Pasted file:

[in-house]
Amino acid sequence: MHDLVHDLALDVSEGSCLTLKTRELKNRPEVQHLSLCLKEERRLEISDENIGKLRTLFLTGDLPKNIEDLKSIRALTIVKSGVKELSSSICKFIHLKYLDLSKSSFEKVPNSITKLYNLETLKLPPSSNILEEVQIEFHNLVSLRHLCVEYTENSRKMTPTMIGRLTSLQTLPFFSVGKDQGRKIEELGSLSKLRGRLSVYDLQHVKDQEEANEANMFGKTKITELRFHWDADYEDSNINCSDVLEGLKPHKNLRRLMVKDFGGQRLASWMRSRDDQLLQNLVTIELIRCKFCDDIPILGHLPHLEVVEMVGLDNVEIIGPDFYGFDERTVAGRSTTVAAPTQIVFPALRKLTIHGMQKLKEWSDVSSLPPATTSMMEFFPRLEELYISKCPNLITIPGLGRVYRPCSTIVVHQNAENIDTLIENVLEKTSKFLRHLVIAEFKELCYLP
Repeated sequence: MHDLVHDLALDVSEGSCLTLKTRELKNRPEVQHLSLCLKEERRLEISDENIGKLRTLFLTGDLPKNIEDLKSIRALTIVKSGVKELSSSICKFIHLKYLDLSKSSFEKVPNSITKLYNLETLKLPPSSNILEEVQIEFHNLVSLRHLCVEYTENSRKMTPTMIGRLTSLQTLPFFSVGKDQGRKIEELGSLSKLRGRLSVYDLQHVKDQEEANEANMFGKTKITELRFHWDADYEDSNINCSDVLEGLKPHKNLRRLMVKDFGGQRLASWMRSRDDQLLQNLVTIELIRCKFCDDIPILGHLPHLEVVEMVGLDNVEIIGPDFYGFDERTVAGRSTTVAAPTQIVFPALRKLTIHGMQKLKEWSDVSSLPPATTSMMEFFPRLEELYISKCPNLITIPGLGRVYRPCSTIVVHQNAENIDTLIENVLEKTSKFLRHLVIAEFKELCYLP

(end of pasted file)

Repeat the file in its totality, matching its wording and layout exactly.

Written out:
[in-house]
Amino acid sequence: MHDLVHDLALDVSEGSCLTLKTRELKNRPEVQHLSLCLKEERRLEISDENIGKLRTLFLTGDLPKNIEDLKSIRALTIVKSGVKELSSSICKFIHLKYLDLSKSSFEKVPNSITKLYNLETLKLPPSSNILEEVQIEFHNLVSLRHLCVEYTENSRKMTPTMIGRLTSLQTLPFFSVGKDQGRKIEELGSLSKLRGRLSVYDLQHVKDQEEANEANMFGKTKITELRFHWDADYEDSNINCSDVLEGLKPHKNLRRLMVKDFGGQRLASWMRSRDDQLLQNLVTIELIRCKFCDDIPILGHLPHLEVVEMVGLDNVEIIGPDFYGFDERTVAGRSTTVAAPTQIVFPALRKLTIHGMQKLKEWSDVSSLPPATTSMMEFFPRLEELYISKCPNLITIPGLGRVYRPCSTIVVHQNAENIDTLIENVLEKTSKFLRHLVIAEFKELCYLP
Repeated sequence: MHDLVHDLALDVSEGSCLTLKTRELKNRPEVQHLSLCLKEERRLEISDENIGKLRTLFLTGDLPKNIEDLKSIRALTIVKSGVKELSSSICKFIHLKYLDLSKSSFEKVPNSITKLYNLETLKLPPSSNILEEVQIEFHNLVSLRHLCVEYTENSRKMTPTMIGRLTSLQTLPFFSVGKDQGRKIEELGSLSKLRGRLSVYDLQHVKDQEEANEANMFGKTKITELRFHWDADYEDSNINCSDVLEGLKPHKNLRRLMVKDFGGQRLASWMRSRDDQLLQNLVTIELIRCKFCDDIPILGHLPHLEVVEMVGLDNVEIIGPDFYGFDERTVAGRSTTVAAPTQIVFPALRKLTIHGMQKLKEWSDVSSLPPATTSMMEFFPRLEELYISKCPNLITIPGLGRVYRPCSTIVVHQNAENIDTLIENVLEKTSKFLRHLVIAEFKELCYLP